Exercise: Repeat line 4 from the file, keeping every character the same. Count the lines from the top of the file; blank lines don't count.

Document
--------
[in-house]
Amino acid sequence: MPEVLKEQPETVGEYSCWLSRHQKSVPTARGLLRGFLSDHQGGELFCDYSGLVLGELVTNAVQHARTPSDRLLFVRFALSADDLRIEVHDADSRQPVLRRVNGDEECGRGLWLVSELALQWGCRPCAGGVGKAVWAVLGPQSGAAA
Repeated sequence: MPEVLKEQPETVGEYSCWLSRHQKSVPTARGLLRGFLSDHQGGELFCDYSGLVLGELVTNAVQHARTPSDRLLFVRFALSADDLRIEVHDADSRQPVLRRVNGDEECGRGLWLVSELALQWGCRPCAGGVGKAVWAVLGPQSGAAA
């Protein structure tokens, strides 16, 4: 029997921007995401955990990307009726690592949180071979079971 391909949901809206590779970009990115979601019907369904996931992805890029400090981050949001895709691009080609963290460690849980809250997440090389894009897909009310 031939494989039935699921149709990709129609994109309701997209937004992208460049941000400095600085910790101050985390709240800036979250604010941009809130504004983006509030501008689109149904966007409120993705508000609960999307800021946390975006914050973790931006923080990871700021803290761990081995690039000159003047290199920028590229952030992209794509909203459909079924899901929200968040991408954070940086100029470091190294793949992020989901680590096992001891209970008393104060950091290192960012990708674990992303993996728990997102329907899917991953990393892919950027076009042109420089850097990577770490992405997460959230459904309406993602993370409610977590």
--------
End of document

């Protein structure tokens, strides 16, 4: 029997921007995401955990990307009726690592949180071979079971 391909949901809206590779970009990115979601019907369904996931992805890029400090981050949001895709691009080609963290460690849980809250997440090389894009897909009310 031939494989039935699921149709990709129609994109309701997209937004992208460049941000400095600085910790101050985390709240800036979250604010941009809130504004983006509030501008689109149904966007409120993705508000609960999307800021946390975006914050973790931006923080990871700021803290761990081995690039000159003047290199920028590229952030992209794509909203459909079924899901929200968040991408954070940086100029470091190294793949992020989901680590096992001891209970008393104060950091290192960012990708674990992303993996728990997102329907899917991953990393892919950027076009042109420089850097990577770490992405997460959230459904309406993602993370409610977590």